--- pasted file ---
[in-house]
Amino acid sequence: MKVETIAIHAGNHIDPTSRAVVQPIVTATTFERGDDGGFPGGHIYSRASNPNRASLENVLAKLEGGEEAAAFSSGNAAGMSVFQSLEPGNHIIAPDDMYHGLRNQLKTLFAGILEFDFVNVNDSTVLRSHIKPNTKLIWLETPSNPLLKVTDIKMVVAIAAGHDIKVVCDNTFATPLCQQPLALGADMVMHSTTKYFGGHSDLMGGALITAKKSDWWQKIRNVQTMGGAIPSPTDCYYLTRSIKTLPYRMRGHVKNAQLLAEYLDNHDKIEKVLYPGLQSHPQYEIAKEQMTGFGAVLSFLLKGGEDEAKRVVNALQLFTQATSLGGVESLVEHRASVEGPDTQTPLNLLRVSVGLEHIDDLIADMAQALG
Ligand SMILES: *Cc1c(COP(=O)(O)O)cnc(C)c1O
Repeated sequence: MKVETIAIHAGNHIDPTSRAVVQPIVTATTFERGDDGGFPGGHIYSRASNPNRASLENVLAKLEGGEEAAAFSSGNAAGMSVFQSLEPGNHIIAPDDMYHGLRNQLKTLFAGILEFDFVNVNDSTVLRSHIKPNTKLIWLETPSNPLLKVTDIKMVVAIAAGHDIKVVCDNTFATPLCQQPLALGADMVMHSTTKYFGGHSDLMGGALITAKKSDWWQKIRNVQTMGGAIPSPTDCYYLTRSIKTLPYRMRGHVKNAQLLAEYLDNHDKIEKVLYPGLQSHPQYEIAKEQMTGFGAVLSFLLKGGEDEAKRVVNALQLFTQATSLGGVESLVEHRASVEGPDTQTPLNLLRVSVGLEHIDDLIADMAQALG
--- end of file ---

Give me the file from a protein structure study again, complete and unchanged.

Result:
[in-house]
Amino acid sequence: MKVETIAIHAGNHIDPTSRAVVQPIVTATTFERGDDGGFPGGHIYSRASNPNRASLENVLAKLEGGEEAAAFSSGNAAGMSVFQSLEPGNHIIAPDDMYHGLRNQLKTLFAGILEFDFVNVNDSTVLRSHIKPNTKLIWLETPSNPLLKVTDIKMVVAIAAGHDIKVVCDNTFATPLCQQPLALGADMVMHSTTKYFGGHSDLMGGALITAKKSDWWQKIRNVQTMGGAIPSPTDCYYLTRSIKTLPYRMRGHVKNAQLLAEYLDNHDKIEKVLYPGLQSHPQYEIAKEQMTGFGAVLSFLLKGGEDEAKRVVNALQLFTQATSLGGVESLVEHRASVEGPDTQTPLNLLRVSVGLEHIDDLIADMAQALG
Ligand SMILES: *Cc1c(COP(=O)(O)O)cnc(C)c1O
Repeated sequence: MKVETIAIHAGNHIDPTSRAVVQPIVTATTFERGDDGGFPGGHIYSRASNPNRASLENVLAKLEGGEEAAAFSSGNAAGMSVFQSLEPGNHIIAPDDMYHGLRNQLKTLFAGILEFDFVNVNDSTVLRSHIKPNTKLIWLETPSNPLLKVTDIKMVVAIAAGHDIKVVCDNTFATPLCQQPLALGADMVMHSTTKYFGGHSDLMGGALITAKKSDWWQKIRNVQTMGGAIPSPTDCYYLTRSIKTLPYRMRGHVKNAQLLAEYLDNHDKIEKVLYPGLQSHPQYEIAKEQMTGFGAVLSFLLKGGEDEAKRVVNALQLFTQATSLGGVESLVEHRASVEGPDTQTPLNLLRVSVGLEHIDDLIADMAQALG